Following 42 years of service, Tanner LLC has recently elected Kevin Simister has retired from two new audit partners. Klint Hawkins Advisors. Simister joined G. Lewis has 13 years of public Hawkins in 1975 and served as accounting experience serving managing partner for 10 years. He companies in the technology, practiced in all areas of the firm software, network marketing, with a focus in helping clients in manufacturing, medical device, business entity structuring, estate real estate and banking sectors. Kevin Simister planning, tax reduction strategies, Klint G. Lewis Lewis has a Bachelor of Arts in compensation agreements, negotiations, expert witness Business Administration with and valuations. Simister has played an instrumental role a focus in accounting from the in growing the firm and training and mentoring both staff Mihaylo College of Business and clients. He served as president of the UACPA in 1994and Economics at California 95 and was recognized in 2007 as an Outstanding CPA State University, Fullerton, and a in Public Accounting. Additionally, Simister has been the Master of Business Administration captain of an emergency medical team for Pleasant Grove with an accounting emphasis City and has served on the board for the Provo Orem from the John M. Huntsman Chamber of Commerce, Governing Council of the AICPA Tyler J. Ploeger, CPA School of Business at Utah State and the Board of the Purpose Investors Network and University. Tyler J. Ploeger, CPA Chaired the Utah Valley University Business Network. has more than 11 years of public accounting experience serving companies in the technology, software, financial Karsten Hatch, has been named construction, manufacturing, biotechnology and medical an audit partner at Larson & device sectors. Ploeger earned a Bachelor of Science Company in their Salt Lake City degree in accounting and Masters of Accountancy degree office. Hatch began his career with from the University of Utah. the firm in 2005 and has been a Senior Audit Manager for the past Property Management Business Solutions (PMBS) three years. He is currently serving has promoted Philip Romney to Chief Financial as the head of Larson & Company's Officer. Romney joined the franchisor of Real Property Karsten Hatch Insurance Niche Practice Group. Management in June 2015 as vice president of accounting. Hatch is a past president, vice president and secretary/ With more than 36 years of accounting experience, treasurer of the Utah chapter of the Insurance Accounting Romney began his career in Seattle at KPMG and has held Systems Association (IASA). Hatch graduated from positions at companies in the utilities, biotech, insurance Westminster College. and online retail industries. Daines Goodwin & Co., a full service accounting firm, has joined Eide Bailly LLP, the third largest CPA firm in Utah. Tax partner Chet Goodwin says, "We've been serving the Salt Lake City area for more than 40 years, and we're excited to begin a new chapter with Eide Bailly. Our clients will have access to more resources and solutions, and we will have more time to devote to serving them and being their trusted business advisors."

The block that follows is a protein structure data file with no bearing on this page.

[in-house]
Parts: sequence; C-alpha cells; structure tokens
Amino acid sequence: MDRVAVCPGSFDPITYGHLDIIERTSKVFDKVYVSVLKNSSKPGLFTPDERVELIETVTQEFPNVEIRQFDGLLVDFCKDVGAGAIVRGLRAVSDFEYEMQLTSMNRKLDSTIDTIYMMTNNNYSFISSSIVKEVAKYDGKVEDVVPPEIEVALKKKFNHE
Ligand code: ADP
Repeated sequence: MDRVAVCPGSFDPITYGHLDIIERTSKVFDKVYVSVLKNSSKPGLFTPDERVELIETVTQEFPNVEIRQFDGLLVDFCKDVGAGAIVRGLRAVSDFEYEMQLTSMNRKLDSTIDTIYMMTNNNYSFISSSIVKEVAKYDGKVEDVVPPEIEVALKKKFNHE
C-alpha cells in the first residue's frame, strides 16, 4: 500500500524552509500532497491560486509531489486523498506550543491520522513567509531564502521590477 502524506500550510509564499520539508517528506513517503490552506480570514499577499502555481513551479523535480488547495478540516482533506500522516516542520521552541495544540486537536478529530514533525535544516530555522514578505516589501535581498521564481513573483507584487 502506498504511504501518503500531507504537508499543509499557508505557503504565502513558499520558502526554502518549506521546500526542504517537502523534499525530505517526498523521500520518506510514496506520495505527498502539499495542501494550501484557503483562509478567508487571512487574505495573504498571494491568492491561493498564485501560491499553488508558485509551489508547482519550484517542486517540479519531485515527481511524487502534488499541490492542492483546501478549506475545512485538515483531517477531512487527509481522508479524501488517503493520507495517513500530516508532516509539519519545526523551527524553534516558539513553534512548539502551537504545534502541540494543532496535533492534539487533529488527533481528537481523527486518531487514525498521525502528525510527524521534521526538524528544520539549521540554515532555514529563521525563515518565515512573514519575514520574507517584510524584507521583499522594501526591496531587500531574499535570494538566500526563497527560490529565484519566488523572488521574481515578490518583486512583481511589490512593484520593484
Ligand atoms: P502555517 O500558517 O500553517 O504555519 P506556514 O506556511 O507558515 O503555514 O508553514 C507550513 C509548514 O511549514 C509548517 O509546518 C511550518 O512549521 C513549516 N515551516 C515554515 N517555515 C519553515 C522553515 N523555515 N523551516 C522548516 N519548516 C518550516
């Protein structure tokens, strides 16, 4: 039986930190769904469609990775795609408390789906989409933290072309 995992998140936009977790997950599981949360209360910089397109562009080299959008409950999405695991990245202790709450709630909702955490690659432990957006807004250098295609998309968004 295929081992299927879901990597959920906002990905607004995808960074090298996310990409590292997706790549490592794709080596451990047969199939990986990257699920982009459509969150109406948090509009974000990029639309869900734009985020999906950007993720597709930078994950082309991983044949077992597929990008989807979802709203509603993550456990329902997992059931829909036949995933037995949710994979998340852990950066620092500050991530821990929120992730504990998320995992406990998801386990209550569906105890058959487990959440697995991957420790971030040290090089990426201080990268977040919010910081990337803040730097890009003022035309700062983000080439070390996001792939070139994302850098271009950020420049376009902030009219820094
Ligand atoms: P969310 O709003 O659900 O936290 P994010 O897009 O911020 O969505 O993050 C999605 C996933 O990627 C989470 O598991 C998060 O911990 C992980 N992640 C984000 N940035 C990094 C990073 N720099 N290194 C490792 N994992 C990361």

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President's Message

Hollie Andrus, CPA


recently received a text from my credit card company asking if I had spent $400 at A few minutes after replying that I did not, a representative called with the standard questions: 1) Do you have the card in your possession? Yes. 2) Does your husband have his card? Yes. 3) Would either of you have made this purchase? No. 4) Would either of you have purchased these other items? No. The company immediately cancelled my card and reversed the unauthorized charges. "Good Morning America" recently reported on a new gift card scheme where a person can write down a gift card number and the authorization code (after removing the sticker covering the code), and then apply a new sticker to hide the code again. Once the card is activated and money is put on the card, the person can spend the money before the person receiving the card even has a chance to spend it! What a crazy scheme! I often wonder what this world would be like if all nefarious people put their talents to better use. It would certainly be a different world! White collar crime seeps into so many aspects of our lives — identity theft, credit card scams, Ponzi schemes, misappropriation of money — the list goes on and on. Why is white collar crime so appealing? It must pay. It must be worth it or it would not happen. It is fun to read about white collar crime. It’s exciting to investigate potential fraud. In my office, we frequently investigate concerns regarding fraud and, in fact, investigated a slew of fraud instances in 2016 alone. If 2016 is any indication, fraud is alive and well in Utah.